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We had a vacancy for a maintenance engineer apprenticeship in a plastics factory. Three budding hopefuls turned up all similar academically, the practical test was to wire a 3 pin plug complete with wiring diagram attached. Only one managed it and he got the live and the negative the wrong way round but he did spot it in the end. He got the job.

Andrew Johnston13/07/2021 11:02:20
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Posted by brian jones 11 on 12/07/2021 23:39:28:uq

Does 200lbs sound a lot to you?

Yes, it's a bit of an overstatement; the theoretically correct value is 153lbs.

I suspect the question doesn't do what you expect. If the interviewee doesn't know the density of air then any value given will be a pure guess. After the values are given it is an exercise in simple arithmetic. Some of the better interview questions involve the design of something. It allows the interviewer to see how the problem is approached, what extra information is asked for and what ideas arise.

The question on power output is incomplete, for how long is the output to be sustained? For an hour or so I'd expect 75-100W, longer then nearer 50. But it will be highly dependent upon the individual.

Andrew

JasonB13/07/2021 11:31:38
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I think Hot Air could also affect the resultwink 2

brian jones 1113/07/2021 11:44:27
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Well this was 30 years ago and its surprising how many ordinary measurements were done in imp units back then first and quoted metric after

200 - 153 well thats a bit OCD - I did say round figures - see not listening to the question Pike but the answer was not important, its how an unexpected event was handled and it was also a basis for a discussion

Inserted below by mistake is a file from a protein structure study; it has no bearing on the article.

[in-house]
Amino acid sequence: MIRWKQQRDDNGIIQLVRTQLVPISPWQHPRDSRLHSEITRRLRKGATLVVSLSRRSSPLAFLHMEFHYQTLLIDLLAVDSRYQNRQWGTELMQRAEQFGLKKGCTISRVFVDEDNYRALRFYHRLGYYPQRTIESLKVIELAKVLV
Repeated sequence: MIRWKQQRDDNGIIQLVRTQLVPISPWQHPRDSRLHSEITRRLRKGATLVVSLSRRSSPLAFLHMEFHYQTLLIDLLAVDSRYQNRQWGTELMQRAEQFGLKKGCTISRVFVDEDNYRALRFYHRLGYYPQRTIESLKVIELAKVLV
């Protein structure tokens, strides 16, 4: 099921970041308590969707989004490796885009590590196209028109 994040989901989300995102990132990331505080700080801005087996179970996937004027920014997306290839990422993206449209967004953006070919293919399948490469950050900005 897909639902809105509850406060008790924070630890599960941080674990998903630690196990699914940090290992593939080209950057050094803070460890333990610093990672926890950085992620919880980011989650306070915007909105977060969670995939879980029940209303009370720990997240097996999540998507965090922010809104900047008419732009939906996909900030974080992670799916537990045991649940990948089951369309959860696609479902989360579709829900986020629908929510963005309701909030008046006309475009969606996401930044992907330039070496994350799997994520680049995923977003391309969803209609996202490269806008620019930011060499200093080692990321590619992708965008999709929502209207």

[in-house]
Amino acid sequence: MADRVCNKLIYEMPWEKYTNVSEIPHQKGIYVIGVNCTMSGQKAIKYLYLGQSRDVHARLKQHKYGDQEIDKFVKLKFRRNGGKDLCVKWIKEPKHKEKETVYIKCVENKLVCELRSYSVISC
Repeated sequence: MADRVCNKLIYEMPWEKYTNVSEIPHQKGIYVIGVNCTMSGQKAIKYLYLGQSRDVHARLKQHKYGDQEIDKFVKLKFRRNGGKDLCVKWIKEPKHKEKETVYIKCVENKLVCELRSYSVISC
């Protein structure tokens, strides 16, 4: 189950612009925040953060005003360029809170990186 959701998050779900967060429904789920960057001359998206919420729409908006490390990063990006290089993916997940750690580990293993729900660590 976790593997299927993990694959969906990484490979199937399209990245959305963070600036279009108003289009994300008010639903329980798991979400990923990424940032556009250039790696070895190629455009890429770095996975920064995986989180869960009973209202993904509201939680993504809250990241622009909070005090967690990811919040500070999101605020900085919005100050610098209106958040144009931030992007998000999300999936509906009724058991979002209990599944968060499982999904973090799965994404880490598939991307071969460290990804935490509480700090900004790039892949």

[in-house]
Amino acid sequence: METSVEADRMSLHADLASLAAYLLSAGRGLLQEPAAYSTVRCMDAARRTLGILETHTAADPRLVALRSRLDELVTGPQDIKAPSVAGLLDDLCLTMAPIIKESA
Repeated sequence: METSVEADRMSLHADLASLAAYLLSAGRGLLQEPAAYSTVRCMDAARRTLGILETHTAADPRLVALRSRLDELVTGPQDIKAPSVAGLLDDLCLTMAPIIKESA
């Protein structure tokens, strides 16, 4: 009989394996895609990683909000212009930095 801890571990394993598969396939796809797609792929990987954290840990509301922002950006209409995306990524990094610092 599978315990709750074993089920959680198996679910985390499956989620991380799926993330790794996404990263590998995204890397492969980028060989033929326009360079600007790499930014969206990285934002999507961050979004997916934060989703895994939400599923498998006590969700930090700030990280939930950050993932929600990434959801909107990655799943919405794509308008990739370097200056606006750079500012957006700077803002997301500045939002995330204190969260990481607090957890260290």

So if the air volume in the room was inside a plastic balloon - how many men would you need to push it through the serving hatch in 1 min 1,2,5,10

Remember that program Scrapheap Challenge?

I shudder to think what interviewing is like today, what with all the PC, pushy, discrimination etc that you have to guard against, Slightest mistake and its all over the papers I daresay.

Ive had piles of CVs foot high (30cm) to review, agent DEMANDS meeting to discuss applicants. After the first 100 you see a pattern of BS and are left with 10 - of which one was possible - I wont go on - nightmare of potential annoyance and waste of time.

This should go on the other thread about man management

SillyOldDuffer13/07/2021 12:00:30
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Posted by brian jones 11 on 12/07/2021 18:10:25:

Well SOD you come up with a question to test thinking on your feet

a) applicants are nervous dont frighten

b) dont be a smartarse question much be general

c) let the question show why you are asking

BTW do you think I would have employed you? If its your own business BTW, its that much more pointed "will I profit from employing this person?"

Classic Steve Jobs - Hire people smarter than me - he did that